There has been alot going on around the shop in the past few months. A few Aussie Locker installs, some transfer case replacements, various other repairs and mods but there has been an ongoing project that most of you dont know about. I have devoted this newsletter to a project that I have been working on for a few months. I plan to have it finished by the end of March.
1966 Jeep Cj-5 225ci V-6 engine, Dana 44 rear axle, Dana 27 front axle, Dana 18 transfer case, T-86 3-speed transmission.
We picked up the Jeep on 09/30/07 in Fredonia N.Y. It seemed to be in good condition considering the purchase price of $1500. I drove it around the property to check for any odd noises or mechanical problems. All seemed to be well.
On 10/1/07 I started to tear down the Jeep. I first pulled the engine, transmission and transfer case from the Jeep in a single unit. I then proceeded to disassemble the engine. It looked to me to be an untouched original engine. It had the metal head gaskets and rope seals that were installed at the factory. There was a lot of sludge built up on the inside of the motor from 40 years of wear. There was a noticeable ridge on the cylinder walls, and the camshaft was very worn.
The block, heads, and crankshaft were taken to Finger Lakes Machine to be inspected and refurbished. Jim at FLM inspected the parts and suggested boring the block .030" over, the crankshaft .010" under on the rod and main journals. The heads needed new valves, hardened valve seats for unleaded fuel, and updated valve seals. The heads were also milled .010" to get a perfectly flat surface for better head gasket sealing. The rope seals were updated to new rubber seals for better protection to oil leaks.
The engine was rebuilt using all new parts including new piston rings, bearings (cam, rod, and main), Fel-Pro gaskets, Timing chain and gears, stock spec camshaft, lifters, and new oil pump gears with a new wear plate.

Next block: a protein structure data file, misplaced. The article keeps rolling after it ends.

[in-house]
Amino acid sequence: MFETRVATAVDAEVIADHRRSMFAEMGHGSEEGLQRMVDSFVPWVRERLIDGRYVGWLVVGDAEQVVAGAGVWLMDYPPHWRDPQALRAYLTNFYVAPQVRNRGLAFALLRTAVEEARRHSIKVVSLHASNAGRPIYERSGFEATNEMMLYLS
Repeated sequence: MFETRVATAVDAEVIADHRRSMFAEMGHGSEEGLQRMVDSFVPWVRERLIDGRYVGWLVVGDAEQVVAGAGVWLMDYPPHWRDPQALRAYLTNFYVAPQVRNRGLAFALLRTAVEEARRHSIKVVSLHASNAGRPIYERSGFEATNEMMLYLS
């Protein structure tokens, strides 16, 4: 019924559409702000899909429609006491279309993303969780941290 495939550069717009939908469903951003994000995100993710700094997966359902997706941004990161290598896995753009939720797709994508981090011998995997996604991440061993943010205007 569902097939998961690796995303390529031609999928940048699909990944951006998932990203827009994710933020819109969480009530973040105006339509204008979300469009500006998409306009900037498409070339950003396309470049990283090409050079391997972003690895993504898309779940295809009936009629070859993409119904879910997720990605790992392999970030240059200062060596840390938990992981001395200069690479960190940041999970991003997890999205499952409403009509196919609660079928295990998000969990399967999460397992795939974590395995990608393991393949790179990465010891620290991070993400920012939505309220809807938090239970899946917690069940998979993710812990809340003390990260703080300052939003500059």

The Body was removed from the frame and the frame was steam cleaned. I used a commercial pressure washer with a kerosene burner. It heats the water to over 200 degrees. This melts away years of grease and filth. I was then able to paint the frame using black paint.
The suspension was next on the list. We chose the Rancho 1" lift springs and RS9000 shocks for there ride quality and adjustability. The shocks are externally adjustable using a knob on the shock body.
All the spring bushings, bolts and u-bolts were replace using new poly bushings. Grade 8 bolts were used throughout the suspension.
With all the suspension work completed it was time to install the rebuilt motor and rebuilt Ford transmission. We chose to go with a 4-speed Ford transmission because of the overdrive gears in that transmission. The short case size is a good match for the wheelbase of the CJ-5.
Herm at ATV manufacturing supplied the rebuilt transmission as well as all adapters needed to mate the Ford transmission to the Jeep V-6 engine. The flywheel was resurfaced and installed with new bolts. The clutch also came from Herm, and that was installed as well as a new throw out bearing and pressure plate.
The stock Dana 18 transfer case was rebuilt using a kit from Herm at ATV manufacturing. All the bearings and wear surfaces were replaced as well as the gaskets. It is a relatively simple transfer case to work on. Being that the Dana 18 is a gear driven case and the gears were still in great shape the stock gears were reused.
The stock transmission mount would not work with the new transmission so I made up a new mount. The transmission is moved back about an inch, so the clutch pivot ball was relocated. I am able to use the stock clutch linkage with this set up but it was necessary to shorten the shaft that connects the clutch pedal to the rest of the linkage. The drive shafts will need to be resized to accommodate the new position of the transfer case.
The Ford 4-speed transmission will make this Jeep more enjoyable to drive on the street. It also has a lower first gear than the t-86 it replaced so it will also be a better transmission for off road performance.
To bring this Jeep a little more up to date we decided to change the front brakes over to disc. By using Chevy caliper brackets along with Chevy calipers and Jeep rotors I converted the old drum brakes over to much better performing disc brakes. The size of the rotors and calipers will improve the stopping power of this Jeep and make it safer to drive.
The next order of business was to steam clean the body. The underside of the body was caked with years of leaking gear oil and road grime. A quick trip to Townline Trailer made the fiberglass body cleaner that it has been in years. Brett decided that he did not want to paint the body. It is in good enough shape that a repaint is not necessary.
This project is not yet completed but it is getting closer all the time. Stay in touch to see it wrapped up.
Thanks for reading.